If you enjoy even the occasional can of Monster, you need to be aware of the dangers of too many energy drinks. The high concentration of caffeine and other stimulants can cause a host of health problems.
Too many Monster Energy drinks can cause health problems including increased blood pressure, irregular heartbeat and mental health issues.
What's in Monster Energy?
Monster Energy offers an extensive line of products, including Java Monster, Juice Monster, original and sugar-free versions. Each of these types comes in several different flavors as well. While every Monster Energy drink includes different ingredients, there are many similarities between all of them, including lots of caffeine.
For example, the USDA reports that the original Monster Energy has 164 milligrams of caffeine in each 16-ounce can. For comparison sake, the average eight-ounce cup of coffee has about 96 milligrams of caffeine. While this may not seem like Monster Energy has too much caffeine, there's more to these drinks than meet the eye.
Read More: The Best and Worst Energy Drinks
Energy drink companies do not face regulation from the USDA. Furthermore, the Food and Drug Administration classifies energy drinks as dietary supplements. As such, they do not have to adhere to the same standards as soda, coffee and tea. Because of the lax oversight, energy drinks like Monster Energy can contain more caffeine than they advertise, if they even say how much is in each can.
In addition to caffeine, energy drinks sometimes contain stimulants such as guarana extract, taurine, sugar and B vitamins. The additional stimulants in these drinks make it more dangerous to have too many energy drinks. If you consume Monsters several times a day or for too long, you may notice adverse effects.
Read More: How to Flush the Body of Caffeine
Negative Effects of Energy Drinks
The American College of Cardiology warns of the following effects of energy drinks on the body in the short term:
- Increased blood pressure
- Elevated heart rate
- Irregular heartbeats
- Aortic dissection
- Sudden cardiac death
The long term side effects of energy drinks on the cardiac system include hypertensive heart disease, coronary artery disease and atherosclerosis. In addition to the problems with the heart, the ones with high sugar content may cause weight gain. While weight gain isn't necessarily bad for your health, you may want to watch your intake if you are trying to lose or maintain your weight.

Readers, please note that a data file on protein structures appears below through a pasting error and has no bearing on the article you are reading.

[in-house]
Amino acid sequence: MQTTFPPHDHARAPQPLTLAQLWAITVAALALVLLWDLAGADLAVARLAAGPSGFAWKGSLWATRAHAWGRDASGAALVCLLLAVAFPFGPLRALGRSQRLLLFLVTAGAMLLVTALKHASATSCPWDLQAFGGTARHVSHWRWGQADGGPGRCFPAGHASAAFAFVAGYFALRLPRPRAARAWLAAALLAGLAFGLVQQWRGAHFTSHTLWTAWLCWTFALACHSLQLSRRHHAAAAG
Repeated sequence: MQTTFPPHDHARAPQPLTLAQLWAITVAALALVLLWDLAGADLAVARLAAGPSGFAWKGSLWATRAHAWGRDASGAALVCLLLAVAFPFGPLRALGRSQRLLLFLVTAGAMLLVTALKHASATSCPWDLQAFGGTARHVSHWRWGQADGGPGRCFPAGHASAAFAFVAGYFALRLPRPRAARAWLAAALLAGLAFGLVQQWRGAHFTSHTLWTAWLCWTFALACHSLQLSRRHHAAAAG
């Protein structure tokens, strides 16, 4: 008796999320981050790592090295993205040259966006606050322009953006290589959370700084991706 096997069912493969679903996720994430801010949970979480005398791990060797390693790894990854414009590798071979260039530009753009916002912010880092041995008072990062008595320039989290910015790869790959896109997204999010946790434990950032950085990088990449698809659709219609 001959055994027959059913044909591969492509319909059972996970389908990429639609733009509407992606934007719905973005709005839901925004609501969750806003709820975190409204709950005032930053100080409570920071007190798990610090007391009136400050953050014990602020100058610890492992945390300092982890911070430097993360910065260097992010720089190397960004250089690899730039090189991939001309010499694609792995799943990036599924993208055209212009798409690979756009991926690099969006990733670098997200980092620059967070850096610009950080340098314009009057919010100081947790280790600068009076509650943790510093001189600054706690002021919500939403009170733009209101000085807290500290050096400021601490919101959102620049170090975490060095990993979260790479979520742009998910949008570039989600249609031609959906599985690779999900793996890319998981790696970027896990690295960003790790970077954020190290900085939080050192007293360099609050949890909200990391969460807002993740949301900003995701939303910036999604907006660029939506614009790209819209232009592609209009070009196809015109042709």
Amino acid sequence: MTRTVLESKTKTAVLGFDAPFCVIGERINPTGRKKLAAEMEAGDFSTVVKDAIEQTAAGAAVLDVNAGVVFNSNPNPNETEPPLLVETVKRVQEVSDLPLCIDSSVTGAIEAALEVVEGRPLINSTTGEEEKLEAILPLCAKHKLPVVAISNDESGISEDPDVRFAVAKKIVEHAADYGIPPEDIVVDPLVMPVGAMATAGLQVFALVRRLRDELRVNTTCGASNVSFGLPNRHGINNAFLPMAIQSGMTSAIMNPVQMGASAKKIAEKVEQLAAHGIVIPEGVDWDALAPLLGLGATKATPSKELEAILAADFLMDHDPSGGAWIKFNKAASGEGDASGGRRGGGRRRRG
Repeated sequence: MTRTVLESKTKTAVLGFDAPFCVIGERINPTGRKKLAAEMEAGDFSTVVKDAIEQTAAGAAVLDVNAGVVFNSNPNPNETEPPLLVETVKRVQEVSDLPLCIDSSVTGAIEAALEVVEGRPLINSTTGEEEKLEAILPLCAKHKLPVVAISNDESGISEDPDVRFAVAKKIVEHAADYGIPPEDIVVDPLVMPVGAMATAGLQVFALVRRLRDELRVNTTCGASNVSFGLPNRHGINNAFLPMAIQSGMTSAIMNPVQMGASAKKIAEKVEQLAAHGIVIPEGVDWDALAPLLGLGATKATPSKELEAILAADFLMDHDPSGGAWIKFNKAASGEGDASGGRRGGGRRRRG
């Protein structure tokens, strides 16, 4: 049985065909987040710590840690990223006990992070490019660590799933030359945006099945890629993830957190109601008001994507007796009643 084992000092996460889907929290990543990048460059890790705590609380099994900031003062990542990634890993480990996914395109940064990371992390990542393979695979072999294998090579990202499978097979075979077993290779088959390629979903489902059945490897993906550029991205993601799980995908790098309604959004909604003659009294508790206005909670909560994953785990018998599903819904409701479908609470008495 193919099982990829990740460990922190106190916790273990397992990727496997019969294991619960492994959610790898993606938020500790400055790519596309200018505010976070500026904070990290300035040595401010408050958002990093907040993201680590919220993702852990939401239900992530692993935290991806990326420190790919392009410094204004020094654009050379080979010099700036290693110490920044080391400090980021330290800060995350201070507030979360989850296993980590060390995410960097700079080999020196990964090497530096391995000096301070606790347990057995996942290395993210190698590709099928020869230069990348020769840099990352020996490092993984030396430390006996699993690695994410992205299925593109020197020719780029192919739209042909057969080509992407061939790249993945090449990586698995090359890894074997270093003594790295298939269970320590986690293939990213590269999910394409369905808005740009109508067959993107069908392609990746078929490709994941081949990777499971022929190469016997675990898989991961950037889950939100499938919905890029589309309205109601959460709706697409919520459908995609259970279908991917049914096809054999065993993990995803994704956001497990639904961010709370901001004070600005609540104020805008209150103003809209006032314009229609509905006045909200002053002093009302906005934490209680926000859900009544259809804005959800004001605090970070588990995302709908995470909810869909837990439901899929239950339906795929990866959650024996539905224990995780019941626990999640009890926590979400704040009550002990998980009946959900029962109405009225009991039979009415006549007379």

The Cleveland Clinic reports that the use of energy drinks can cause intense headaches as a result of reversible cerebral vasoconstriction syndrome (RCVS). The headaches that RCVS causes are often the worst a patient has ever had and they come on suddenly. These drinks may also cause strokes and brain hemorrhages, often in young adults.
Enjoy Healthy Alternatives
If you rely on Monster Energy for a quick pick-me-up during the day, you might feel worried about the side effects of energy drinks on the brain and heart. Luckily, you have options other than just being tired. Perhaps the healthiest alternative to energy drinks is getting adequate sleep.
The Centers for Disease Control and Prevention recommends the following amounts of daily sleep for each age range:
- 6 to 12 years: 10 to 13 hours
- 13 to 18 years: Eight to 10 hours
- 19 to 60 years: Seven or more hours per night
- 61 to 65 years: Seven to nine hours
- 65 years and older: Seven to eight hours
If you get enough sleep and continue to feel tired, see your doctor. If you simply do not catch enough Zs one night, try healthier and better-regulated sources of energy such as cinnamon, prunes and kombucha. Even caffeinated beverages like tea and coffee may be safer because of the increased regulation.
- USDA: "Monster Energy Drink"
- USDA: "Coffee, Brewed"
- Sutter Health: "Risks of Energy Drinks"
- FDA: "Spilling the Beans: How Much Caffeine is Too Much?"
- Hospital Pharmacy: "Energy Drinks: Food, Dietary Supplement, or Drug?"
- University of Michigan Medicine: "Energy and Sports Drinks"
- American College of Cardiology: "Stimulant-Containing Energy Drinks"
- Cleveland Clinic: "Warning: Are You Aware That Energy Drinks Can Trigger Strokes?"
- Centers for Disease Control and Prevention: "How Much Sleep Do I Need?"